Port truck drivers from coast to coast have for years endured a lack of respect on the job from employers and a lack of understanding from elected officials about how they are exploited. Now, however, lawmakers are taking a step toward changing the landscape for these hardworking Americans.
Teamster leaders and six port drivers came together on Capitol Hill recently to laud the introduction of legislation by Reps. Grace Napolitano (D-Calif.) and Jerrold Nadler (D-N.Y.) that would crack down on the shady practice of truck leasing by port trucking firms, as well as empower ports to improve the environmental conditions at such facilities across the nation.
“Ports are supposed to be an economic engine,” said Fred Potter, International Vice President and Director of the Teamsters Port Division. “And it is for so many. But it’s not for the drivers.”
In the U.S., the port trucking industry consists of more than 100,000 short-run truckers who haul containers on and off the nation’s ports each day. These containers are filled with all of the items that make modern society function but are no longer produced in this country—clothes, electronics, food, housewares and more.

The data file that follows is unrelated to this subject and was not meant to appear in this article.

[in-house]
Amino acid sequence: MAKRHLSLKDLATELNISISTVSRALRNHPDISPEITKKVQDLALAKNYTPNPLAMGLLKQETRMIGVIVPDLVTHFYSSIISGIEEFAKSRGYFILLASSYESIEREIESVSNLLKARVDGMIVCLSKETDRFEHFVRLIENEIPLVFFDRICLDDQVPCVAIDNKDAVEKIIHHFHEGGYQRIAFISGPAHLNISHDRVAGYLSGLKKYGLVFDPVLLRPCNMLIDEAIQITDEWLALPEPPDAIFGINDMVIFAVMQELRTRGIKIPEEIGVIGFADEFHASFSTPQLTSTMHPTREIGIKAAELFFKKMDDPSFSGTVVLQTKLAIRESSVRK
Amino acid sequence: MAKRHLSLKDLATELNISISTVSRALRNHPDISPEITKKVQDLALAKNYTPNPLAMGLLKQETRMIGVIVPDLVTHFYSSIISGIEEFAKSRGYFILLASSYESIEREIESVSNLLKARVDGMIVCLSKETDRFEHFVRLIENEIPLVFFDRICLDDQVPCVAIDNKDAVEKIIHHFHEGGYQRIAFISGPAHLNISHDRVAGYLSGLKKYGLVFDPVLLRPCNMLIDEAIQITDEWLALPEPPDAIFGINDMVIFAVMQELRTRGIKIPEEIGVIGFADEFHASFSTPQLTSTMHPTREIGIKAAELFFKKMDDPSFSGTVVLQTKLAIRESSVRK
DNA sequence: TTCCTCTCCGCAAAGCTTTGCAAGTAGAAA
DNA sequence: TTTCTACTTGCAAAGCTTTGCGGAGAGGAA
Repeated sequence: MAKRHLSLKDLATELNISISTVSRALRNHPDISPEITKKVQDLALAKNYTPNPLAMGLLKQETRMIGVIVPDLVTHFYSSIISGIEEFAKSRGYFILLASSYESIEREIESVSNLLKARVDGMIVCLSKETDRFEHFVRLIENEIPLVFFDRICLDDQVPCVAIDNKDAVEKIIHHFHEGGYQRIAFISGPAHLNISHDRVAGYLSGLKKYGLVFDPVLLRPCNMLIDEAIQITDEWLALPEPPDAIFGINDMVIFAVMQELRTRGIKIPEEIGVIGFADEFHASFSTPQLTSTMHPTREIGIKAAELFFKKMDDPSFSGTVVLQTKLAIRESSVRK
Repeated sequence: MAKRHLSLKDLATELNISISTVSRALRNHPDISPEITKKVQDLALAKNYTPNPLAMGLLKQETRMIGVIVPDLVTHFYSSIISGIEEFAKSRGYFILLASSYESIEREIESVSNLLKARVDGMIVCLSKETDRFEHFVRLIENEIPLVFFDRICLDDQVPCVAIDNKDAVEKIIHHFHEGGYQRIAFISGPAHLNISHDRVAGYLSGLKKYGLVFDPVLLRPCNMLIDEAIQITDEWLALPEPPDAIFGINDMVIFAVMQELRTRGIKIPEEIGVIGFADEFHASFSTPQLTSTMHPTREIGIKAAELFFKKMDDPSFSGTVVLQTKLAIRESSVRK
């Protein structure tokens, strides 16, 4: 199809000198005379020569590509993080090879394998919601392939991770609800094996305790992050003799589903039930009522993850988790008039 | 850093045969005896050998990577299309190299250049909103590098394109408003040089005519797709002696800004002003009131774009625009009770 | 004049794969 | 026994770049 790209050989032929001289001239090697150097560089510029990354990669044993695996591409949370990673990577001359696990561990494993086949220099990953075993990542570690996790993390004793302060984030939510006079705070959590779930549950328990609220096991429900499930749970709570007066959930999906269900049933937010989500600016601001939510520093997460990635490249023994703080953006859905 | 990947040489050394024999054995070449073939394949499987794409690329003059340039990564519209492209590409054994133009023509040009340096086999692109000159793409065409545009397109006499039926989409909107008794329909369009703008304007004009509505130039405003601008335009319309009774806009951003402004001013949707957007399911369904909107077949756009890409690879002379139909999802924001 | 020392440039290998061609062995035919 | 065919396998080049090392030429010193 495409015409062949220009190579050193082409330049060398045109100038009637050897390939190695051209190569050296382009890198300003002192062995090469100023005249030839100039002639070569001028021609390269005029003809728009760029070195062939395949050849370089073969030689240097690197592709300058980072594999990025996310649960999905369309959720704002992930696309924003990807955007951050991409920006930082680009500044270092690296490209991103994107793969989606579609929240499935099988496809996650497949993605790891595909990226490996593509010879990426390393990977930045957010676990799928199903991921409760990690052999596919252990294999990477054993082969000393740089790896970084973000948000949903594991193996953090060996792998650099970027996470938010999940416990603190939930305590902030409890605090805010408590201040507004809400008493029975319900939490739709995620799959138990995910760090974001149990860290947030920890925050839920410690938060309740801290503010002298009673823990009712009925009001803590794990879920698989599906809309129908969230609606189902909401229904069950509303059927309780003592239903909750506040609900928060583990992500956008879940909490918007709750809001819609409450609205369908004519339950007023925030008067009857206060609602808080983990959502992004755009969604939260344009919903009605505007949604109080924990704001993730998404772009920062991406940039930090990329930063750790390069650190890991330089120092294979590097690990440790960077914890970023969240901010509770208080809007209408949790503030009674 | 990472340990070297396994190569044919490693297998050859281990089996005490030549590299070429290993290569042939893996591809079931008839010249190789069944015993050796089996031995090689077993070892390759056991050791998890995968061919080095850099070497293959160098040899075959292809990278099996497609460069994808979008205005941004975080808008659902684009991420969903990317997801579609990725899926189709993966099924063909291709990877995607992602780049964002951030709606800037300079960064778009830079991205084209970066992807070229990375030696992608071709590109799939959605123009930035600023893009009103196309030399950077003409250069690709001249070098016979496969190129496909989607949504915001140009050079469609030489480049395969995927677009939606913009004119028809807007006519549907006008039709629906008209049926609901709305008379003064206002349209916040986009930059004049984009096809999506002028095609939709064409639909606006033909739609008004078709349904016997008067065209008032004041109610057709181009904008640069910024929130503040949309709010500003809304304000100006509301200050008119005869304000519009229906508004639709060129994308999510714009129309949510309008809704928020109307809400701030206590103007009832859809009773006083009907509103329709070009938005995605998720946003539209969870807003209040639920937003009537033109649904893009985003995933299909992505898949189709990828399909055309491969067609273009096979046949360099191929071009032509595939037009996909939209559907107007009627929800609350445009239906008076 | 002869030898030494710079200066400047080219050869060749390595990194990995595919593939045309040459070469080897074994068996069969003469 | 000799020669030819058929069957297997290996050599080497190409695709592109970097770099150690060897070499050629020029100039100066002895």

For years, the Teamsters have been shining a light on the issue of misclassification for port drivers. That effort has been intensive at the twin ports of Los Angeles and Long Beach, the main gateway for products made in Asia. While companies and CEOs profit substantially from the sale of those goods, those who help bring them to market are suffering in silence.
Daniel “Seko” Uaina, a driver for Intermodal Bridge Transport, said workers across sectors need to speak out against companies who are taking advantage of them. “Not only do we spend long hours at the port not getting paid, but we take on the overhead for these companies,” Uaina said. “When is it going to stop?”
The Teamsters are optimistic that Napolitano’s “Port Drivers’ Bill of Rights” and Nadler’s “Clean Ports Act” legislation could make a difference.
The former bill would create a taskforce to review the broken system and crack down on bad actors, while the latter would modernize federal trucking rules to empower local ports to address truck pollution and congestion at such facilities.
“These truckers are forced to lease trucks they cannot afford,” Napolitano said. “It is unthinkable that truck companies can get away with this scheme.”